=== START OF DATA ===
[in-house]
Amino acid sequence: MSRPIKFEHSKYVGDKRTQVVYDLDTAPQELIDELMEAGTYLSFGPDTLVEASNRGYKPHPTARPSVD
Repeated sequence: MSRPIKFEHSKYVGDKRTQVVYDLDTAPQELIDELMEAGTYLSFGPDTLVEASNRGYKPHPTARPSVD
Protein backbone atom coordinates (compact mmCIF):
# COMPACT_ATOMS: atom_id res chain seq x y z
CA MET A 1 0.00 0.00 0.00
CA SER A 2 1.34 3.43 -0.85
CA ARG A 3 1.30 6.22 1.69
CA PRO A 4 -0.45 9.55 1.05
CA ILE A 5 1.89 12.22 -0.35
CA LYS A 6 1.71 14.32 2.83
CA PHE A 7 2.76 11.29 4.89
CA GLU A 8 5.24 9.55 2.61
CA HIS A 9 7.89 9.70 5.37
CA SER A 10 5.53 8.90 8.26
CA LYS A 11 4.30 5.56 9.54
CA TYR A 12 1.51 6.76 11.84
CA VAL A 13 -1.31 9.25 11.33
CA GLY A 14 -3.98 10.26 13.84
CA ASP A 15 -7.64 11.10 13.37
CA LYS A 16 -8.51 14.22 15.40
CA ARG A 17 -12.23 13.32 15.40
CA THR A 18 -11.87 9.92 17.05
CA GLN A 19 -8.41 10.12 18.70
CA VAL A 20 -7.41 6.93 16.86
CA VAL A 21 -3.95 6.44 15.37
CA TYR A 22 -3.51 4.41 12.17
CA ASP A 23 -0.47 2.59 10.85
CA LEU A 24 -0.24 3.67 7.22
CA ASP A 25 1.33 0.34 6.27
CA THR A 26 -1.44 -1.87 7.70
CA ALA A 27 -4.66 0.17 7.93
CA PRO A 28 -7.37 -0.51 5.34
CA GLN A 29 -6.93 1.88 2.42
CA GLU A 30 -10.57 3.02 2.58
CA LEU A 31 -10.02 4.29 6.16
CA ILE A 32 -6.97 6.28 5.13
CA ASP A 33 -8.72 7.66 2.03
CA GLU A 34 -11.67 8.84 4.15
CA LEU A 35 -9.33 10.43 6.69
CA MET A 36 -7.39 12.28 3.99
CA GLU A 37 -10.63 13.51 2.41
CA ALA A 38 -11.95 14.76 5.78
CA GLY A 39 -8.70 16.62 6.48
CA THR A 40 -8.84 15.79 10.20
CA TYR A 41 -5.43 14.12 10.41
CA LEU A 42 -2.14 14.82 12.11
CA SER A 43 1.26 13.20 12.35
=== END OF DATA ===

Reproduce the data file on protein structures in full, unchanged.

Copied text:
[in-house]
Amino acid sequence: MSRPIKFEHSKYVGDKRTQVVYDLDTAPQELIDELMEAGTYLSFGPDTLVEASNRGYKPHPTARPSVD
Repeated sequence: MSRPIKFEHSKYVGDKRTQVVYDLDTAPQELIDELMEAGTYLSFGPDTLVEASNRGYKPHPTARPSVD
Protein backbone atom coordinates (compact mmCIF):
# COMPACT_ATOMS: atom_id res chain seq x y z
CA MET A 1 0.00 0.00 0.00
CA SER A 2 1.34 3.43 -0.85
CA ARG A 3 1.30 6.22 1.69
CA PRO A 4 -0.45 9.55 1.05
CA ILE A 5 1.89 12.22 -0.35
CA LYS A 6 1.71 14.32 2.83
CA PHE A 7 2.76 11.29 4.89
CA GLU A 8 5.24 9.55 2.61
CA HIS A 9 7.89 9.70 5.37
CA SER A 10 5.53 8.90 8.26
CA LYS A 11 4.30 5.56 9.54
CA TYR A 12 1.51 6.76 11.84
CA VAL A 13 -1.31 9.25 11.33
CA GLY A 14 -3.98 10.26 13.84
CA ASP A 15 -7.64 11.10 13.37
CA LYS A 16 -8.51 14.22 15.40
CA ARG A 17 -12.23 13.32 15.40
CA THR A 18 -11.87 9.92 17.05
CA GLN A 19 -8.41 10.12 18.70
CA VAL A 20 -7.41 6.93 16.86
CA VAL A 21 -3.95 6.44 15.37
CA TYR A 22 -3.51 4.41 12.17
CA ASP A 23 -0.47 2.59 10.85
CA LEU A 24 -0.24 3.67 7.22
CA ASP A 25 1.33 0.34 6.27
CA THR A 26 -1.44 -1.87 7.70
CA ALA A 27 -4.66 0.17 7.93
CA PRO A 28 -7.37 -0.51 5.34
CA GLN A 29 -6.93 1.88 2.42
CA GLU A 30 -10.57 3.02 2.58
CA LEU A 31 -10.02 4.29 6.16
CA ILE A 32 -6.97 6.28 5.13
CA ASP A 33 -8.72 7.66 2.03
CA GLU A 34 -11.67 8.84 4.15
CA LEU A 35 -9.33 10.43 6.69
CA MET A 36 -7.39 12.28 3.99
CA GLU A 37 -10.63 13.51 2.41
CA ALA A 38 -11.95 14.76 5.78
CA GLY A 39 -8.70 16.62 6.48
CA THR A 40 -8.84 15.79 10.20
CA TYR A 41 -5.43 14.12 10.41
CA LEU A 42 -2.14 14.82 12.11
CA SER A 43 1.26 13.20 12.35